Westwood, NJ 07675
April 23, 2017
Head to Westwood’s Kimchi Smoke for a uniquely Jersey food experience.
Born in Seoul, South Korea, raised in New Jersey, Robert Cho started experimenting with Texas-style barbecue while working as a real estate broker in Bergen County. Cho taught himself the fundamentals of smoking meat, then he got creative. He took traditional Southern BBQ (Memphis-style pork shoulder, baby back ribs, Texas-style brisket) into new territory adding ingredients like smoked kimchi and creating mash-ups like “Korean Redneck Tacos” (pork shoulder with Korean slaw) that defy easy categorization. A decade later, Cho’s Kimchi Smoke is one of the most buzzed about restaurants in New Jersey. (Kimchi Smoke was a best new restuarant nominee in the inaugural Garden State Culinary Arts Awards.)
Cho refined his recipes at food festivals and barbecue competitions. After operating a small space in Bergenfield, NJ, Kimchi Smoke moved into a Westwood storefront in November 2016. (A second location is due to open in Montclair in May.)
Kimchi Smoke’s menu takes some time to digest. There’s BBQ meat straight up, on sandwiches, and in rice bowls. Popular options include Cho’s singular take on hot dogs (the K Town Dog with chili and cheese), wings, tacos (pork, brisket or bulgogi), chili, and some outstanding seasoned fries. Korean BBQ ribs and chicken wings feature a sweet Gochu red pepper glaze. The smoked kimchi chili, loaded with beans, is an addictively spicy creation. Cho’s “Fatboy BCS,” served on most sandwiches, is a sweet and tangy bourbon chipotle-based barbecue sauce.
The sandwiches are a bit messy. The “Austin Cho” looks unweildy on first glance, what with sliced brisket piled with kimchi, scallions and strangely, cheese, but it holds up suprisingly well on its brioche bun. The brisket, smoked for twelve hours, is excellent barbecue by itself. Cho’s added ingredients highlight the smoked meats. Match any meat with something pickled – the Korean slaw or smoked kimchi – and you’ll taste the power of contrasting flavors and textures. We did not try the “Austin Ramen” served on a ramen bun, or the “Chonut” – smoked brisket, smoked kimchi, Fatboy BCS, cheese, bacon, scallions – served on a glazed donut, but many NJ food people I respect, like NJ.com’s Pete Genovese, have raved about the Chonot. There’s even a sliced brisket “reuben” with smoked kimchi on buttered rye bread. Sides include mac & cheese and nachos. One pet peeve: the rice “bowls” are served in flimsy paper boxes that make for awkward eating, even for barbecue. Plates or actual bowls would be an improvement.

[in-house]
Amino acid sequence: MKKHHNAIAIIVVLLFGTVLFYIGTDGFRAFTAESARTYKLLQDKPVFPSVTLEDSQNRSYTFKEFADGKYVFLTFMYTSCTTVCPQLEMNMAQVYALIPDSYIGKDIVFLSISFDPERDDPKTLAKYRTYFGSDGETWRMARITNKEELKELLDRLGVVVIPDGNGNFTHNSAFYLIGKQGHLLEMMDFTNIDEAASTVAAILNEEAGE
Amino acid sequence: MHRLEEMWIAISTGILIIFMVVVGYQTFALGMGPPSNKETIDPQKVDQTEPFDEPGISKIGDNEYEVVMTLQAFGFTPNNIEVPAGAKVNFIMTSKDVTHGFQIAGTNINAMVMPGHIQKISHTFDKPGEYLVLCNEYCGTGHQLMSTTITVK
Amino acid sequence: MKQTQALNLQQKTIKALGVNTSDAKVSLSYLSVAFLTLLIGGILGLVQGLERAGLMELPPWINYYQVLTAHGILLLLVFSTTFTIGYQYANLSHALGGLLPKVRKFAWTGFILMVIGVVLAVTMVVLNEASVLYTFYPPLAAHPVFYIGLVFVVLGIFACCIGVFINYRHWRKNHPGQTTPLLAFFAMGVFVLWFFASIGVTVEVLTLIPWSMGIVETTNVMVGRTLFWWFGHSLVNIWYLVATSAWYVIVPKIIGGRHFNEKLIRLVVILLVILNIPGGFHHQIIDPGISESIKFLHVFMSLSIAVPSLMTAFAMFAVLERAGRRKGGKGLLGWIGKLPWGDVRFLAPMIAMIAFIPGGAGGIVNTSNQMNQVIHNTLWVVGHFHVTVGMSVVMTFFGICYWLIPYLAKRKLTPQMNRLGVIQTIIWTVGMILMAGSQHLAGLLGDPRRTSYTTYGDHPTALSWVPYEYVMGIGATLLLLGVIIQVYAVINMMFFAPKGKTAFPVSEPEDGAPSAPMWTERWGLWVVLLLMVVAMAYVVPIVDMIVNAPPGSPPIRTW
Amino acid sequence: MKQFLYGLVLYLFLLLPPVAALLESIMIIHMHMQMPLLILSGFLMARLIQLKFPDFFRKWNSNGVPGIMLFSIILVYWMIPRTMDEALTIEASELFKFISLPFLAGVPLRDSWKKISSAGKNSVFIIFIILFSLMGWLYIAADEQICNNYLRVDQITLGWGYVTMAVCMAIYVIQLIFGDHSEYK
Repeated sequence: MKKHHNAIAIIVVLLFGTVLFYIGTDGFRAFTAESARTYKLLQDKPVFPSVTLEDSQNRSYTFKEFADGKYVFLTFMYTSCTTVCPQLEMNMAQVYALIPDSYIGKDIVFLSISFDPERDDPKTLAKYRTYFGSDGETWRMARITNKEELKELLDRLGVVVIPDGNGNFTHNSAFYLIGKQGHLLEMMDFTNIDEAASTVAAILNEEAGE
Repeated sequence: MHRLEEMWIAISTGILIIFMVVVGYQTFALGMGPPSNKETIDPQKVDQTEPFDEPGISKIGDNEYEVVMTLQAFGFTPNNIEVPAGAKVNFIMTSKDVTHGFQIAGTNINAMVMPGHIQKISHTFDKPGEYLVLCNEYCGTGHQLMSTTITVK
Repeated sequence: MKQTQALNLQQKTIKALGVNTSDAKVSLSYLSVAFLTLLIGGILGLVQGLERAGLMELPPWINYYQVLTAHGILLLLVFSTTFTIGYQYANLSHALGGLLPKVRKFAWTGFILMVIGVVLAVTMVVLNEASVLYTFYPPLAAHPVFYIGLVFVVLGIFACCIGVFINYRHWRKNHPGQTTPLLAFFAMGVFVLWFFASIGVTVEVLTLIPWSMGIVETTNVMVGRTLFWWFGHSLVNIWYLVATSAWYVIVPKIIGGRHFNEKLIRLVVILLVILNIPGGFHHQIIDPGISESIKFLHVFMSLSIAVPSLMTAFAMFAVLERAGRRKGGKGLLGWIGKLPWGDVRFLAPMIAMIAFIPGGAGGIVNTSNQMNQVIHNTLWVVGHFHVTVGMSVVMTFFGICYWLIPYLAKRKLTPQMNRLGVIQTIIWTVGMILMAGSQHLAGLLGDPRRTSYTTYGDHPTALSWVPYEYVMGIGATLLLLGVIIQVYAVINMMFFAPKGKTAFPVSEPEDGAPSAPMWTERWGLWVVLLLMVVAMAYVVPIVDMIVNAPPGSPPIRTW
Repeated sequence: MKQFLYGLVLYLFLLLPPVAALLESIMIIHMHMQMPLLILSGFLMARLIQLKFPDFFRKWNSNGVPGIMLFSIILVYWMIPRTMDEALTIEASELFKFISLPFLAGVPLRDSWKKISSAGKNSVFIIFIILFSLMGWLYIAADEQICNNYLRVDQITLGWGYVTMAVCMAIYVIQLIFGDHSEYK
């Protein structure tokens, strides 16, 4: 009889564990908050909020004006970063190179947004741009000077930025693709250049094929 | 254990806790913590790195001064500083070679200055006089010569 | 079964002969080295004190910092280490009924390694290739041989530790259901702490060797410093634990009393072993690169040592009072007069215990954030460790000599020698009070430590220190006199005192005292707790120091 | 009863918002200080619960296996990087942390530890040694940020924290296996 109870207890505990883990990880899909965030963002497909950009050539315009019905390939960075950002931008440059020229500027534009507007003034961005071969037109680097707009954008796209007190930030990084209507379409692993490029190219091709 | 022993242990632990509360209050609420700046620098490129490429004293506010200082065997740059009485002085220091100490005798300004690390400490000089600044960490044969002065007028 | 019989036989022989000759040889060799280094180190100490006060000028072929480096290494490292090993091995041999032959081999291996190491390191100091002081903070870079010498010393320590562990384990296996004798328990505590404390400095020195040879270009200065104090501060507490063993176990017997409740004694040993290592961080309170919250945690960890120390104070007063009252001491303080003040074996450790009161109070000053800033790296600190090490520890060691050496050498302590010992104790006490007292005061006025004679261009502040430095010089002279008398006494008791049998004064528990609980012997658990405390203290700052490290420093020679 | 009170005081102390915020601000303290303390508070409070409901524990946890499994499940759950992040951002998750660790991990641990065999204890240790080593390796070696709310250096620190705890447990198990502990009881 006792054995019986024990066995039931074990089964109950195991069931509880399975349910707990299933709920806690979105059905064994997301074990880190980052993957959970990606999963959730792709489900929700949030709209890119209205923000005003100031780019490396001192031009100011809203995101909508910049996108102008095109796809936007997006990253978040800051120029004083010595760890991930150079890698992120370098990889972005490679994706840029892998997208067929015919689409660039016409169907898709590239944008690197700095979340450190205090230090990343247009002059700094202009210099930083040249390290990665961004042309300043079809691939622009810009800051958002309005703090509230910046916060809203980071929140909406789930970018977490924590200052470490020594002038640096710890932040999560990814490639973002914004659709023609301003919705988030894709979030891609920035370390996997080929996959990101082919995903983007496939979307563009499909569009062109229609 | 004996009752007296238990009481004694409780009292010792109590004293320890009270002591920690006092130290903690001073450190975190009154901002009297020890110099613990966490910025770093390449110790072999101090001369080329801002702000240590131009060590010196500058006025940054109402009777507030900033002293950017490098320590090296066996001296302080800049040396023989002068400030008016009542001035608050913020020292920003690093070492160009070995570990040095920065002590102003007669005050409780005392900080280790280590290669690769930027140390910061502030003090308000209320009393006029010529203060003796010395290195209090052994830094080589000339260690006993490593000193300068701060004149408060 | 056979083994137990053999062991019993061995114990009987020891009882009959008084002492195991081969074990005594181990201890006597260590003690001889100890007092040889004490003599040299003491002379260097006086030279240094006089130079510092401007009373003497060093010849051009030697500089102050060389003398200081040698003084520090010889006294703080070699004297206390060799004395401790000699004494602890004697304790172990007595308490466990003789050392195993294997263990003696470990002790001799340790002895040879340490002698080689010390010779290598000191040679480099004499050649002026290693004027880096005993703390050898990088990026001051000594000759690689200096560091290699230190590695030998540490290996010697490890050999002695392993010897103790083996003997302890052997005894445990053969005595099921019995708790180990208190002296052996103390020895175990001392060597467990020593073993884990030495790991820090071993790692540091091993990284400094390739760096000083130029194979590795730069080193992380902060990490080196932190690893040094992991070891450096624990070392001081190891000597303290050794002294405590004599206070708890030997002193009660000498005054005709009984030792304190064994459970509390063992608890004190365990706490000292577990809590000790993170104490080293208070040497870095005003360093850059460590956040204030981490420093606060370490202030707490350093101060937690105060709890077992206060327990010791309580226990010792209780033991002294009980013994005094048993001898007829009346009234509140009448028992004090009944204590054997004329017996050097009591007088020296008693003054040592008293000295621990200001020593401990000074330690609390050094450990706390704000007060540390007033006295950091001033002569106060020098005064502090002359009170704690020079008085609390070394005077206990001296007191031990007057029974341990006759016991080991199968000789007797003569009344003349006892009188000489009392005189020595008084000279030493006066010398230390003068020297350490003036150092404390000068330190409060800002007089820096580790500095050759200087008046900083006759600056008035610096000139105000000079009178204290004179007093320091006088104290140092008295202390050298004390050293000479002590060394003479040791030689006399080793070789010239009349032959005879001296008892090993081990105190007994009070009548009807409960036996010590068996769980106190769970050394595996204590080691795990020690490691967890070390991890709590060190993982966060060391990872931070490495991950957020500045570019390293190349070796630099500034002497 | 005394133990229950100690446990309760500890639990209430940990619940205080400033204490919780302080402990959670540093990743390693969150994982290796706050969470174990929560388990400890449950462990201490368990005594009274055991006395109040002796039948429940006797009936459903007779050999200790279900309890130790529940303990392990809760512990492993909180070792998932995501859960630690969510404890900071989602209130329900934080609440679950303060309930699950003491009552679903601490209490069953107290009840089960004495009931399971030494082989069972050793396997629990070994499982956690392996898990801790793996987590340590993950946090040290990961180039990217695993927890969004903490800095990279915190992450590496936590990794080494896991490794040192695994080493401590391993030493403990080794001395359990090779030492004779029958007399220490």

Order at the counter or grab a seat at one of the handful of tables. Country music on the sound system at Kimchi Smoke feels appropriate for the prominent American flag decor.
Whether you consider Cho’s inventions American BBQ with Korean tweaks, or simply Korean-American barbecue, just don’t call it fusion food:
“Kimchi Smoke is about the way Korean Americans have been eating for the last 30 to 40 years. We don’t eat fusion food. What Koreans are good at is making things better. And for food, we make it better by eating it with kimchi. As a Korean American, I’m not half Korean and half American. I’m 100% American and 100% Korean. 100% plus 100% is equal to 100%. So please don’t call me fusion and don’t call my food fusion! – #NotFusion!“
Whatever you call it, it’s food worth eating. I consider Kimchi Smoke 100% Jersey food.